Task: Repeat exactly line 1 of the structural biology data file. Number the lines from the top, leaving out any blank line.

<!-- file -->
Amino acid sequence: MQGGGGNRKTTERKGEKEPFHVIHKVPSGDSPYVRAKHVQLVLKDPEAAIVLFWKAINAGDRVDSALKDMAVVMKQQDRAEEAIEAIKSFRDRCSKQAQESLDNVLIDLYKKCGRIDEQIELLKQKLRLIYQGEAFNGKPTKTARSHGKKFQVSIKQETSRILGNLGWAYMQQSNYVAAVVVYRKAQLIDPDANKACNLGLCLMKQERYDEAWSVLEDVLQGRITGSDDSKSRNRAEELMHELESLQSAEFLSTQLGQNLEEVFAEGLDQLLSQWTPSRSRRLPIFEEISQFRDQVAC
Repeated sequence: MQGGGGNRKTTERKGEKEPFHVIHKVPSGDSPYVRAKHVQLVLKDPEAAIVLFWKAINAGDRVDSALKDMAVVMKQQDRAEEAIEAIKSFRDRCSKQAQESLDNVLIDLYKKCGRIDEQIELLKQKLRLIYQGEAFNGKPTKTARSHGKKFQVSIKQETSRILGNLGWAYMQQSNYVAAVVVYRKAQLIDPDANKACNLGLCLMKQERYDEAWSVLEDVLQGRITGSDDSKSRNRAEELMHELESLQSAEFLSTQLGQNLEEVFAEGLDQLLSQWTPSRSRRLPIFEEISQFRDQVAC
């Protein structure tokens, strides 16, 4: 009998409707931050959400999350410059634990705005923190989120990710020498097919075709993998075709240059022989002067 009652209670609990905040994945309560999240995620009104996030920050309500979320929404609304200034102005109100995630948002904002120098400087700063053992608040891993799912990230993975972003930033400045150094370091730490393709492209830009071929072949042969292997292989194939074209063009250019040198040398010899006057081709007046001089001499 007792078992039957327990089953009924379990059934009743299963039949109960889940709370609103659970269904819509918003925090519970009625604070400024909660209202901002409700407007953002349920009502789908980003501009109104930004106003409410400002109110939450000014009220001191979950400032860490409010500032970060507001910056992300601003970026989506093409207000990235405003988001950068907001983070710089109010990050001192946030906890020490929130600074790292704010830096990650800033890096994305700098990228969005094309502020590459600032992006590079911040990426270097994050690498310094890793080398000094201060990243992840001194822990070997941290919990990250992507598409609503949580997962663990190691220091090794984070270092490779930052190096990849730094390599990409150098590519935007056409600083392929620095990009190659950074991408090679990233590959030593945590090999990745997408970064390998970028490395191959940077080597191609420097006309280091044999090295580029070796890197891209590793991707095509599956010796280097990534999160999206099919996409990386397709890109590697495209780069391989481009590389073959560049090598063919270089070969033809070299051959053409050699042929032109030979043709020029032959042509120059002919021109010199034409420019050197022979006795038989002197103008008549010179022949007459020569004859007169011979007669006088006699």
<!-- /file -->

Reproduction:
Amino acid sequence: MQGGGGNRKTTERKGEKEPFHVIHKVPSGDSPYVRAKHVQLVLKDPEAAIVLFWKAINAGDRVDSALKDMAVVMKQQDRAEEAIEAIKSFRDRCSKQAQESLDNVLIDLYKKCGRIDEQIELLKQKLRLIYQGEAFNGKPTKTARSHGKKFQVSIKQETSRILGNLGWAYMQQSNYVAAVVVYRKAQLIDPDANKACNLGLCLMKQERYDEAWSVLEDVLQGRITGSDDSKSRNRAEELMHELESLQSAEFLSTQLGQNLEEVFAEGLDQLLSQWTPSRSRRLPIFEEISQFRDQVAC